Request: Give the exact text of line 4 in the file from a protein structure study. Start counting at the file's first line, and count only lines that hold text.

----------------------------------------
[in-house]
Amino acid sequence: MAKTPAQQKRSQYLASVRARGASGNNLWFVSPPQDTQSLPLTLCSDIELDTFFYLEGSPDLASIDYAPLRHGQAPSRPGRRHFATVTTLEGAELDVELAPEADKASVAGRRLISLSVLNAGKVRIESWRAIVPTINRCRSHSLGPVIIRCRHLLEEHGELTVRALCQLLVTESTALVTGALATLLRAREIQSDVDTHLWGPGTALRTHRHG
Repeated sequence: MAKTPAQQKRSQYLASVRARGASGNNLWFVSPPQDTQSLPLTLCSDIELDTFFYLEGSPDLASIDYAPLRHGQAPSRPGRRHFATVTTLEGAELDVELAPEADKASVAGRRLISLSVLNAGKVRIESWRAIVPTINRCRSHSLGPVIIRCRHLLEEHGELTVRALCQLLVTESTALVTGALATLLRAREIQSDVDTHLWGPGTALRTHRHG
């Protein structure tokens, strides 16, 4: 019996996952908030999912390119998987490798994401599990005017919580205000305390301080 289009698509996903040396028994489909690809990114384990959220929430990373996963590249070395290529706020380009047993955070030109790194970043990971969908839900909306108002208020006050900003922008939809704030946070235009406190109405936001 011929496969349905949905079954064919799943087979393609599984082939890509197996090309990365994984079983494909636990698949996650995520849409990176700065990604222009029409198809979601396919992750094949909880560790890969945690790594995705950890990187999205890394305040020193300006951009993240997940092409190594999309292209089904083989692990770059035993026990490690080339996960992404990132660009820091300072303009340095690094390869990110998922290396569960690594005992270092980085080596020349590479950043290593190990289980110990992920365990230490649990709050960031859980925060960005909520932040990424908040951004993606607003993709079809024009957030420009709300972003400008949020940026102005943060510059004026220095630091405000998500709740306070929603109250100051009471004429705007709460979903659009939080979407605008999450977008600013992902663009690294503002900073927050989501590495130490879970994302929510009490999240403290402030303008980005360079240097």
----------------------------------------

């Protein structure tokens, strides 16, 4: 019996996952908030999912390119998987490798994401599990005017919580205000305390301080 289009698509996903040396028994489909690809990114384990959220929430990373996963590249070395290529706020380009047993955070030109790194970043990971969908839900909306108002208020006050900003922008939809704030946070235009406190109405936001 011929496969349905949905079954064919799943087979393609599984082939890509197996090309990365994984079983494909636990698949996650995520849409990176700065990604222009029409198809979601396919992750094949909880560790890969945690790594995705950890990187999205890394305040020193300006951009993240997940092409190594999309292209089904083989692990770059035993026990490690080339996960992404990132660009820091300072303009340095690094390869990110998922290396569960690594005992270092980085080596020349590479950043290593190990289980110990992920365990230490649990709050960031859980925060960005909520932040990424908040951004993606607003993709079809024009957030420009709300972003400008949020940026102005943060510059004026220095630091405000998500709740306070929603109250100051009471004429705007709460979903659009939080979407605008999450977008600013992902663009690294503002900073927050989501590495130490879970994302929510009490999240403290402030303008980005360079240097």